I won't help you by telling you the names of the ten films I've quoted. You'll have to figure that out on your own (and try to overcome the temptation to use the internet). I will tell you this: The quotes are not evenly divided between the films. So there may be one quote from a particular film and four from another, for example. I will also tell you this: You can rule out most of the Christmas movies from the last decade or so, as it would likely take a legion of dashing reindeer to drag me into a theatre to see one. That means that Elf (which I've never seen but may find funny) is not one of the quoted films. It also means that Ernest Saves Christmas is not included, as viewing that movie is about as appealing to me as drinking a gallon of sour eggnog.

If you would like to grade yourself, I will post another blog nearer Christmas Day with the answers. Ready? Set? Quiz!

1. If that cat had nine lives, it sure used 'em all.

2. Please note the size and color of each item, and send as many as possible. If it seems too complicated, make it easy on yourself: just send money. How about tens and twenties?

3. Eureka! This year, Christmas will be OURS!

4. Every man on that transport died. Harry wasn't there to save them because you weren't there to save Harry.

5. The snap of a few sparks, a quick whiff of ozone, and the lamp blazed forth in unparalleled glory.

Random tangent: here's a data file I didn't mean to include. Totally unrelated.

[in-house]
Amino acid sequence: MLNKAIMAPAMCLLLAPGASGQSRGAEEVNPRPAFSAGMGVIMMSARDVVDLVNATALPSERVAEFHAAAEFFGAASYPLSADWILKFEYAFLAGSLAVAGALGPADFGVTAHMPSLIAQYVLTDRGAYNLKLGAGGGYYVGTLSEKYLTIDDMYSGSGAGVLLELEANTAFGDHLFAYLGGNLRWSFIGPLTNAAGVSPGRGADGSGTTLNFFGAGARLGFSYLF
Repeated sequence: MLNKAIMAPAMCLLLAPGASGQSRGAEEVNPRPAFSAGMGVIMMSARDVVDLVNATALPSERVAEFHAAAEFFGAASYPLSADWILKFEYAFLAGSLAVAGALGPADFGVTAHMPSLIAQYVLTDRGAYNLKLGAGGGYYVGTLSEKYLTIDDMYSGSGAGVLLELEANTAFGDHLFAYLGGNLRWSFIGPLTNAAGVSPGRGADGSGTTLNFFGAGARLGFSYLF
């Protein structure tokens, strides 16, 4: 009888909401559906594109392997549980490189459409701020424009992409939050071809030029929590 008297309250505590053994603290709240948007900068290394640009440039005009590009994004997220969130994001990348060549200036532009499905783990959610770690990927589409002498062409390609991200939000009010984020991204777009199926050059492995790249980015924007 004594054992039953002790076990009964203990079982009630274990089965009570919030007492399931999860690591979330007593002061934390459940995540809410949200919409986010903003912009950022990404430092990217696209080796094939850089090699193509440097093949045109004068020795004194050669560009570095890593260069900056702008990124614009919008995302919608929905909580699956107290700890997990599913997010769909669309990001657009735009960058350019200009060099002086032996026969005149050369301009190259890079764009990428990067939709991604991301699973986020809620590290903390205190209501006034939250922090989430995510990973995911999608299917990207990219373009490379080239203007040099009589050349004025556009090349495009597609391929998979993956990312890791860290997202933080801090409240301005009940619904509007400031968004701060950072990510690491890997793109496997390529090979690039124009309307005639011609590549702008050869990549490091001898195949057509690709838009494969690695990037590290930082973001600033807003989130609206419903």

6. Susan, I speak French, but that doesn't make me Joan of Arc.

7. Teacher says, 'Every time a bell rings, an angel gets his wings.' (Theologically fallacious, but that's beside the point).

8. (Singing) The three words that best describe you are as follows, and I quote: Stink, stank, stunk.

9. May God forgive me for the time I've wasted.

10. Do innkeeper's wives have naturally curly hair?

11. Oh, Vermont should be beautiful this time of year, with all that snow.

12. (Singing) Kidnap the Sandy Claws, beat him with a stick; lock him up for ninety years, see what makes him tick.

13. What is the name of the Lone Ranger's nephew's horse?

14. We'll have to outwit the fiend with our superior intelligence!

15. Give me one reason, one good reason, why we should spend our last two hours in Florida looking at the sisters of Freckle-Face Haynes, the dog-faced boy.

16. I never thought it was such a bad little tree. It's not bad at all, really. Maybe it just needs a little love.

17. ... there's a light on this tree that won't light on one side. So I'm taking it home to my workshop, my dear. I'll fix it up there, then I'll bring it back here.

18. Fra-Gee-Lay... That must be Italian.

19. (Singing) Why am I such a misfit? I am not just a nitwit. You can't fire me, I quit. Seems I don't fit in.

20. We're kicking off our fun, old-fashioned family Christmas by heading out into the country in the old front-wheel drive sleigh to embrace the frosty majesty of the winter landscape and select that most important of Christmas symbols.

These may be quite easy to the Christmas Movie Connoisseur, but I'll take that chance. I hope you enjoyed it. And I hope it inspires you to catch a good Christmas movie or two in the next couple of weeks. Until the answers are posted... Merry Christmas!